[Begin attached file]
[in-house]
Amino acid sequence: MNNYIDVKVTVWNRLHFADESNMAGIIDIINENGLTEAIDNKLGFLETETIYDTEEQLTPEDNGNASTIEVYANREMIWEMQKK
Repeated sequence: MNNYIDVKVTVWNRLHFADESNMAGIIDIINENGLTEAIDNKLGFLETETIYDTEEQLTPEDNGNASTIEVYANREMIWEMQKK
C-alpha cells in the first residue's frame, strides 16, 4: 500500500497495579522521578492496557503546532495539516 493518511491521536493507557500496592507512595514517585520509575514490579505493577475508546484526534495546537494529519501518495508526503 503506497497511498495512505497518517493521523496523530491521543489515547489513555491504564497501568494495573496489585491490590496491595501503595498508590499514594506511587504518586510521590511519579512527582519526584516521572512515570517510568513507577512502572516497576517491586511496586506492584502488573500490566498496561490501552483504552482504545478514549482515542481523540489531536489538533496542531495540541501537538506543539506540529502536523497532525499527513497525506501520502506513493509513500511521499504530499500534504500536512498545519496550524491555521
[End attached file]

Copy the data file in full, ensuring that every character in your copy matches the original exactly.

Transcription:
[in-house]
Amino acid sequence: MNNYIDVKVTVWNRLHFADESNMAGIIDIINENGLTEAIDNKLGFLETETIYDTEEQLTPEDNGNASTIEVYANREMIWEMQKK
Repeated sequence: MNNYIDVKVTVWNRLHFADESNMAGIIDIINENGLTEAIDNKLGFLETETIYDTEEQLTPEDNGNASTIEVYANREMIWEMQKK
C-alpha cells in the first residue's frame, strides 16, 4: 500500500497495579522521578492496557503546532495539516 493518511491521536493507557500496592507512595514517585520509575514490579505493577475508546484526534495546537494529519501518495508526503 503506497497511498495512505497518517493521523496523530491521543489515547489513555491504564497501568494495573496489585491490590496491595501503595498508590499514594506511587504518586510521590511519579512527582519526584516521572512515570517510568513507577512502572516497576517491586511496586506492584502488573500490566498496561490501552483504552482504545478514549482515542481523540489531536489538533496542531495540541501537538506543539506540529502536523497532525499527513497525506501520502506513493509513500511521499504530499500534504500536512498545519496550524491555521